Thomas Gregory from Phillip Street Parramatta, enlisted on the 10 July 1915. Lance-Corporal Gregory came from England to Australia and was employed as an iron worker at the Clyde Engineering. Shortly before leaving for the front he was married to Miss Annie Speers of Phillip Street. On the eve of his departure he received numerous valuable presents, including a watch from the Iron workers Association (of which he was a delegate). He went through the Boer War and received several wounds. After short training in Liverpool Camp, he left Parramatta in September 1915 for the Dardanelles. He was one of the last forty men to leave Gallipoli. With other ANZACs he was sent to France, and while in action was seriously wounded, which led to his death. He was reported killed in action however there was confusion as to the validity of the report. The Rev T. B. Holmes had received news of the death of Lance Corporal Thomas Gregory, of the 20th Battalion. Mr. Holmes, had the sad duty of ‘breaking the news to Mrs. Gregory, wife of the deceased.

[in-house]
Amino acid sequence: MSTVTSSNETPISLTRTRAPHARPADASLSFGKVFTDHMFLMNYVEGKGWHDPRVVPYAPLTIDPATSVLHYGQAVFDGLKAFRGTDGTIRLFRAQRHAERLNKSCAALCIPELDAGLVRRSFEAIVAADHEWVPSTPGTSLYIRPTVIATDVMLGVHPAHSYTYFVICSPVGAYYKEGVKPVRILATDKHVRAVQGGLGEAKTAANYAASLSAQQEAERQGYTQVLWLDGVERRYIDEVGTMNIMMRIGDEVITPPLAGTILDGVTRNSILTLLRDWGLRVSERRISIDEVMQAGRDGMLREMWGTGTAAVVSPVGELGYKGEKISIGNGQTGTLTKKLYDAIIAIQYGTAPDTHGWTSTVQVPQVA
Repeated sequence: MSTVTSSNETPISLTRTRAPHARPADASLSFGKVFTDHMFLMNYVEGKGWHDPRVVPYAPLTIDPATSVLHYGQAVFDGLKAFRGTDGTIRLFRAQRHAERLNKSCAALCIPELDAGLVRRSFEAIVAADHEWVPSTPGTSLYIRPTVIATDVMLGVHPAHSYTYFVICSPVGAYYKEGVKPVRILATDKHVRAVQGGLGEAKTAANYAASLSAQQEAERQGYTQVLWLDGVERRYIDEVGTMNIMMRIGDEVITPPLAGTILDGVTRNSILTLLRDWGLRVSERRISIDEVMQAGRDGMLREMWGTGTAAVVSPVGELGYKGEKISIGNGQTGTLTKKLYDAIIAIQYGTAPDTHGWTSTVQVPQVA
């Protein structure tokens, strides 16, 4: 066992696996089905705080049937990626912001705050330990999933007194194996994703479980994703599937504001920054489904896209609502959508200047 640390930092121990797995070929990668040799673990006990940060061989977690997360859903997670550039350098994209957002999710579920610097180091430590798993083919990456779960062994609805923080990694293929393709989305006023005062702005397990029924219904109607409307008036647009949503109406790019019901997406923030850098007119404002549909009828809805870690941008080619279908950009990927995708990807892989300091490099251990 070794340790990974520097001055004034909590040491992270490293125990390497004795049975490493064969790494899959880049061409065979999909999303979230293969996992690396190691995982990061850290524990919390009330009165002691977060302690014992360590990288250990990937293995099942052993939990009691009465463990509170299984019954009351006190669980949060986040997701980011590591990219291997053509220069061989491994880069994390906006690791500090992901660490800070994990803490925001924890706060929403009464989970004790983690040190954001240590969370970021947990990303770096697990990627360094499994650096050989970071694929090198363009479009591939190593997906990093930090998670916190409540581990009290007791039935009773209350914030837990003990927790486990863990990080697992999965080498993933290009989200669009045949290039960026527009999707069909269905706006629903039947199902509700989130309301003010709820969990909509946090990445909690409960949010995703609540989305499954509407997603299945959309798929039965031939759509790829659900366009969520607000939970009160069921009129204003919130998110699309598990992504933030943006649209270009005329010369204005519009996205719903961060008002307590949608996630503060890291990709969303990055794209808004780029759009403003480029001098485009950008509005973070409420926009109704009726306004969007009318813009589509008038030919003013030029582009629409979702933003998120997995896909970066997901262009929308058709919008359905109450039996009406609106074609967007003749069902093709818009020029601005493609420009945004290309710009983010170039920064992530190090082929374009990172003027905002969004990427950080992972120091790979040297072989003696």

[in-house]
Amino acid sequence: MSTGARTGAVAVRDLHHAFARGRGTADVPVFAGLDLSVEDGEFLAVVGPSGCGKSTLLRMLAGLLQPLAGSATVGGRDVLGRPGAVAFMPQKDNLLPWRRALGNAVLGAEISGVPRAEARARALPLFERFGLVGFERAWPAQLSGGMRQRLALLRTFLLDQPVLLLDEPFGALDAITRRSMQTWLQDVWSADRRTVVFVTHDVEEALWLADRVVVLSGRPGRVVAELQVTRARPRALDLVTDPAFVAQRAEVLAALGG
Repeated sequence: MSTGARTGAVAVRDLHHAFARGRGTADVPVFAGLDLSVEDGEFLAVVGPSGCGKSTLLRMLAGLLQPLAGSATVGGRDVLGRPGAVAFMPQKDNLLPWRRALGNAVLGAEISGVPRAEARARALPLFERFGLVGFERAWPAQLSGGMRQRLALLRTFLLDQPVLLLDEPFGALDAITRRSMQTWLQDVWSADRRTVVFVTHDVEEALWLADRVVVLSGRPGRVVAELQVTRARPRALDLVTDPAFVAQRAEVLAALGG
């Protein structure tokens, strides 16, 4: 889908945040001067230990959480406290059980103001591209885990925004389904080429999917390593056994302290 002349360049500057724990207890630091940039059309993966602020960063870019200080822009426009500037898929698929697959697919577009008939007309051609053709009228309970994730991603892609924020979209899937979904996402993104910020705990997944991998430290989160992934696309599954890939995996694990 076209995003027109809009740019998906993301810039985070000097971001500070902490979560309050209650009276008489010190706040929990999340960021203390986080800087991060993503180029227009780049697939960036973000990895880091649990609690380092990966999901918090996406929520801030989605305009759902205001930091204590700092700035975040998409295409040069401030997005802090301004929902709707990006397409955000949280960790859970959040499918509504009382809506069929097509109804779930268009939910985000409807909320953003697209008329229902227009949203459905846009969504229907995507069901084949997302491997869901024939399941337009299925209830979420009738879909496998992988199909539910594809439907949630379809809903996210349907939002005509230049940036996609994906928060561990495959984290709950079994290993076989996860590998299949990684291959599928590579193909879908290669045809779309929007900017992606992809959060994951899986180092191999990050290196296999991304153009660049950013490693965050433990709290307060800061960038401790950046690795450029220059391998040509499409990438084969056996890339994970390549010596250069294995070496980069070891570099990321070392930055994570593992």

A newspaper article in the Cumberland Argus however reported the following;
Tom Gregory’s Fate.
Still there is Doubt.Was He Killed?
There is still some uncertainty about the fate of Lance-corporal Thomas Gregory, whose death was reported some weeks ago in France. We are informed that Mrs. Cameron of Harris Park, has received a letter from her son, Alan Cameron dated June 5 in which he states that he saw Private Gregory in an English hospital. He had lost an arm and an eye, but was progressing. Mrs. Cameron convoyed the information to Mrs. Gregory, who took stops to cable home for further particulars.
A Letter from a Soldier. Mrs. Gregory (who resides with her father, Mr. J. Speer, in Phillip Street, Parramatta) has also received this week a most interesting letter from France as follows: — 1593 R.A.M..C., 5th Clearing Station, ‘B.E.F., France. ‘ ‘ Dear Madam, — Please excuse me taking the liberty of writing to you, but having picked up the enclosed photo perforated with shrapnel just – behind the trenches, I thought perhaps you would like it returned to you. I am a married man with three small children, and I am sure should I lose the photo of my wife and children she would be only too pleased to have it returned to her. Trusting that you will pardon me for taking the liberty of writing to you, — I remain, your sincere friend, PRIVATE C. CONNETT. P.S.— I hope the loser of the photo is safe, and well.
The photograph was Mrs. Gregory’s own photo which her husband took away with him when he left for the front. They had then only been married a few weeks. The photograph bore numerous marks of shrapnel.